Foetal growth restriction and maternal hypertensive disorders: a case series from Udine

Objective. This study aimed at investigating the outcomes of foetal growth restriction (FGR) and its association with mater­nal hypertensive disorders.
Materials and Methods. We included in our analysis wom­en with a FGR diagnosis who delivered from 2020 to 2023 at the University Hospital of Udine. Our cases were divided into early-FGR and late-FGR, according to the ISUOG guidelines published in 2020.
Results. Out of 139 women with FGR, 51 had an early FGR, whereas 88 had a late FGR.
Patients with early FGR received the diagnosis at 27 weeks and delivered at 35+4 weeks on average. The mean birthweight was 1,906.6 grams, 62.7% required NICU admission, and 1 newborn died. Almost half women had a caesarean delivery, mostly due to antepartum non-reassuring foetal heart rate sta­tus and Doppler umbilical artery abnormalities (80% of cases).
A total of 88 patients received a late FGR diagnosis. The mean gestational age at diagnosis was 35+1 gestational weeks, while the mean gestational age at delivery was 38 weeks. The mean birthweight was 2,470.5 grams, 19.3% required NICU admis­sion. Most women delivered vaginally (68.1%). Almost one in three women had a caesarean delivery. Interestingly, most cae­sarean deliveries occurred intrapartum (31.8%).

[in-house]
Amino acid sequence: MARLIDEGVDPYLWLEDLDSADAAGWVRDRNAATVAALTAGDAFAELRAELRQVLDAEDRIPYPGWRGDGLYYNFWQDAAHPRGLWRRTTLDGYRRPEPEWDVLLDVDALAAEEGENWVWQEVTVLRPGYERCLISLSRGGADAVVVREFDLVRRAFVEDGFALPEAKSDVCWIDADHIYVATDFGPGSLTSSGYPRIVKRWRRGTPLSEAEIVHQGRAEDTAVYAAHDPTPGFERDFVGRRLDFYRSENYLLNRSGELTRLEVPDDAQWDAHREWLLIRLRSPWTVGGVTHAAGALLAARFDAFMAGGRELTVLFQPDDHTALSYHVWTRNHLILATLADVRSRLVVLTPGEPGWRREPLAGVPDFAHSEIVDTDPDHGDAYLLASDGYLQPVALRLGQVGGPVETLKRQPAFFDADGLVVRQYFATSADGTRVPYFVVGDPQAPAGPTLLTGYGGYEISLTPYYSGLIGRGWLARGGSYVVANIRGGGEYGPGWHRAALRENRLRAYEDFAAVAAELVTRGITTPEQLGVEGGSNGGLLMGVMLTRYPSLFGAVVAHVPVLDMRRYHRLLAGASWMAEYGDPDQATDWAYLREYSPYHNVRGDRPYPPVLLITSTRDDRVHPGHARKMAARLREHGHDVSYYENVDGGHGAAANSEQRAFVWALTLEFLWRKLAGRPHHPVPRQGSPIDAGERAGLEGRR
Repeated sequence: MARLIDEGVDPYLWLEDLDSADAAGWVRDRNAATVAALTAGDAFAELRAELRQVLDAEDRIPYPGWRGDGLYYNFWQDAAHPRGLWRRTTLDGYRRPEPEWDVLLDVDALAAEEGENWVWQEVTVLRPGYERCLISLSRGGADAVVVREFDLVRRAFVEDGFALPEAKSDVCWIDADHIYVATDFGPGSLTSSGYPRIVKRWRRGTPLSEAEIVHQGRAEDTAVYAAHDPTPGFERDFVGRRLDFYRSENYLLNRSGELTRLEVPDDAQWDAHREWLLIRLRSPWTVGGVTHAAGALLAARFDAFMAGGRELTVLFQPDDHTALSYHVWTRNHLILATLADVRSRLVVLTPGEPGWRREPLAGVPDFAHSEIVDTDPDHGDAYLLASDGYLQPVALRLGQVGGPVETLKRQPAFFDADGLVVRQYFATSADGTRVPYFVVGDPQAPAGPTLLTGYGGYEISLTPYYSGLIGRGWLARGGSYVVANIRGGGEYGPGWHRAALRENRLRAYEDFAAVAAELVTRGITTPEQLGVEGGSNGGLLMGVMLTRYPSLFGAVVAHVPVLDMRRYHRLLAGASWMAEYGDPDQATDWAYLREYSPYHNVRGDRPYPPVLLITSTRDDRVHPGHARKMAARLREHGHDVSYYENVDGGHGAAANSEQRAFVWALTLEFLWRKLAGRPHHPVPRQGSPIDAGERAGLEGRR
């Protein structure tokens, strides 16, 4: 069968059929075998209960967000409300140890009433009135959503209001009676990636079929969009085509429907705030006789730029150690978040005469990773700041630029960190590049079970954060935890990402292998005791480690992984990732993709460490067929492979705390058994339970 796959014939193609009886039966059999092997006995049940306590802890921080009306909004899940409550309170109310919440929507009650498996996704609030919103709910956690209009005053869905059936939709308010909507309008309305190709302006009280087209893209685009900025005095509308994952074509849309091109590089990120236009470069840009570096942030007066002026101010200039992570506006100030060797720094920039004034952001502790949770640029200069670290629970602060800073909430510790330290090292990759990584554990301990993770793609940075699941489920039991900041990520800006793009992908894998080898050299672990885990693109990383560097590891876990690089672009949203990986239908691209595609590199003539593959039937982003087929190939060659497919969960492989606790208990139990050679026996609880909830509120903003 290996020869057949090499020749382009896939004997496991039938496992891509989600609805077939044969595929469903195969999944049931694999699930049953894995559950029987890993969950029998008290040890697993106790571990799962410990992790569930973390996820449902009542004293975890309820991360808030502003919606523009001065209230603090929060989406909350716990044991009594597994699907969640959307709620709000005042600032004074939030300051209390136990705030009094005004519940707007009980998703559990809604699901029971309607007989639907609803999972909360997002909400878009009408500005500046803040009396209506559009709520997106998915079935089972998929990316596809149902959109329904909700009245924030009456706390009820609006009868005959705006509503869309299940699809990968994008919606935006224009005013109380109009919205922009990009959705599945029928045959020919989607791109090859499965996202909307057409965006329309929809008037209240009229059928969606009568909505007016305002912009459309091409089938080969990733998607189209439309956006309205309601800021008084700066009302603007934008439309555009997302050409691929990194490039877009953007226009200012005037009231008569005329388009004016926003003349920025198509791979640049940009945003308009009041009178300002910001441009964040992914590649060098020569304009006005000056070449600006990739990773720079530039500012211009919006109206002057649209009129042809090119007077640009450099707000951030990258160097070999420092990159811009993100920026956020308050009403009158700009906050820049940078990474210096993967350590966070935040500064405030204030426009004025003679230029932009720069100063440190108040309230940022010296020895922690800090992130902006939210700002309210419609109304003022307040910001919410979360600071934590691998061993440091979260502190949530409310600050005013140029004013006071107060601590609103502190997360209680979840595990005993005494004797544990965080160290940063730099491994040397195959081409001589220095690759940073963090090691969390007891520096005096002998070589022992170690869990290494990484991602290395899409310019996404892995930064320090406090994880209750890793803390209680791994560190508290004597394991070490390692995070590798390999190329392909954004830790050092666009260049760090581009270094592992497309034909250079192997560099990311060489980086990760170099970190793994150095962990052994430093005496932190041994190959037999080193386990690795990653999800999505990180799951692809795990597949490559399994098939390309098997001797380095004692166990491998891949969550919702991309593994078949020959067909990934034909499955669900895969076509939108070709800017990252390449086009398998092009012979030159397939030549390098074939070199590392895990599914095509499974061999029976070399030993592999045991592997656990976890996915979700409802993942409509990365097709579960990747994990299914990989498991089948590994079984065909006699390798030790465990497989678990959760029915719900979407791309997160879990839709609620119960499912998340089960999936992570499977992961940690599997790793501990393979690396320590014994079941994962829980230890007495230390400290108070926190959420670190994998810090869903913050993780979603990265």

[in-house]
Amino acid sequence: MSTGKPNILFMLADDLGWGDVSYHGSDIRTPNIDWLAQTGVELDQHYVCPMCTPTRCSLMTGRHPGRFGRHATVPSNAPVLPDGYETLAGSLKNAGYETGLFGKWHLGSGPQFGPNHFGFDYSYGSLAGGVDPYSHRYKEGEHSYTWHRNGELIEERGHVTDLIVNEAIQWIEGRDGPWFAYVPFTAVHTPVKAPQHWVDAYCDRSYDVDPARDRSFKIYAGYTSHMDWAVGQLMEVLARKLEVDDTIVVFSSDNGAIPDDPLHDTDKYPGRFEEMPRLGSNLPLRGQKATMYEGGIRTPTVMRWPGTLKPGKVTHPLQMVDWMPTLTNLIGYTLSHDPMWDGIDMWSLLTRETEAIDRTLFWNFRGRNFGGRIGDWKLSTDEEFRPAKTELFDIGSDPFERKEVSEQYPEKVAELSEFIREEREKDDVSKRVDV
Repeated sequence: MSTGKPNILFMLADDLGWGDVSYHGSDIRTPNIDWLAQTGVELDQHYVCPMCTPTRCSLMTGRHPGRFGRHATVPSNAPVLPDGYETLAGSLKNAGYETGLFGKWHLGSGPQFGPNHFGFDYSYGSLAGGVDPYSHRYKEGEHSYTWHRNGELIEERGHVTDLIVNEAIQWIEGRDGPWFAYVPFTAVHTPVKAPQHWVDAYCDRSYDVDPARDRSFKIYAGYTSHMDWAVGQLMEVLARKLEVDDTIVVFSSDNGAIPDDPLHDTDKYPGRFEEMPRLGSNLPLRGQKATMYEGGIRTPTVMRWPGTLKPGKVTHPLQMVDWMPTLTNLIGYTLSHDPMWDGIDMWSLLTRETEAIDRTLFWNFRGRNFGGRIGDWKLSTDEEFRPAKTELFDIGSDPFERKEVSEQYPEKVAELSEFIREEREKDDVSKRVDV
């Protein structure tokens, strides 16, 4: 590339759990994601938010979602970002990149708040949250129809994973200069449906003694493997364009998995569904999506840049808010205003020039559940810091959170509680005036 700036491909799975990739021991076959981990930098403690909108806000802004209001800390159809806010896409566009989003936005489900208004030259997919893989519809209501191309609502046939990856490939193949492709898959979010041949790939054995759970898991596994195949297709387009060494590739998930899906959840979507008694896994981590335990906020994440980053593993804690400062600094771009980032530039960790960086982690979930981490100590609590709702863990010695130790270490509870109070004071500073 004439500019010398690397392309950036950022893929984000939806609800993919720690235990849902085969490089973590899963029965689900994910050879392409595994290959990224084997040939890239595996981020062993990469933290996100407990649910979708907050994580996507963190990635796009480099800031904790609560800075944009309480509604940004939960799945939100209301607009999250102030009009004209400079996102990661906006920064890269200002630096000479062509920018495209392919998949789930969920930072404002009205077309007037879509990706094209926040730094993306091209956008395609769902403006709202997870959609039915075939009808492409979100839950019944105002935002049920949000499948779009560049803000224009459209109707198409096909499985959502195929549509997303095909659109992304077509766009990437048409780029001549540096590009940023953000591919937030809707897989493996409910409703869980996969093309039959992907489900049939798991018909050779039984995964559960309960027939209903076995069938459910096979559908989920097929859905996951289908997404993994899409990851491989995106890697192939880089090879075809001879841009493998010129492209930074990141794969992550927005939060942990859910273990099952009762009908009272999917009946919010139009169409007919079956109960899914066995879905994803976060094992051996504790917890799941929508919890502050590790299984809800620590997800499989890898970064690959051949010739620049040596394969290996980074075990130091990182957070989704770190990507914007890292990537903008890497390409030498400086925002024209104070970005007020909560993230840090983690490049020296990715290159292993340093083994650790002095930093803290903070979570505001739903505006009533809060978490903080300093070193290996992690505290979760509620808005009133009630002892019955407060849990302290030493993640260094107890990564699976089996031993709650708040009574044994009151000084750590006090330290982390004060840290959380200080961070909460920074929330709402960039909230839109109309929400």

Hypertensive disorders were retrieved in 31.4% cases with early FGR and in 15.9% cases with late FGR. This difference was not statistically significant.
Conclusions. This cases series analysis confirms that ear­ly-FGR is associated with worse perinatal outcomes than late- FGR. The impact of maternal hypertensive disorders on peri­natal outcome is similar among the 2 groups.

Table of Content: Vol. 36 (Supplement No. 1) 2024 – Conference Proceedings

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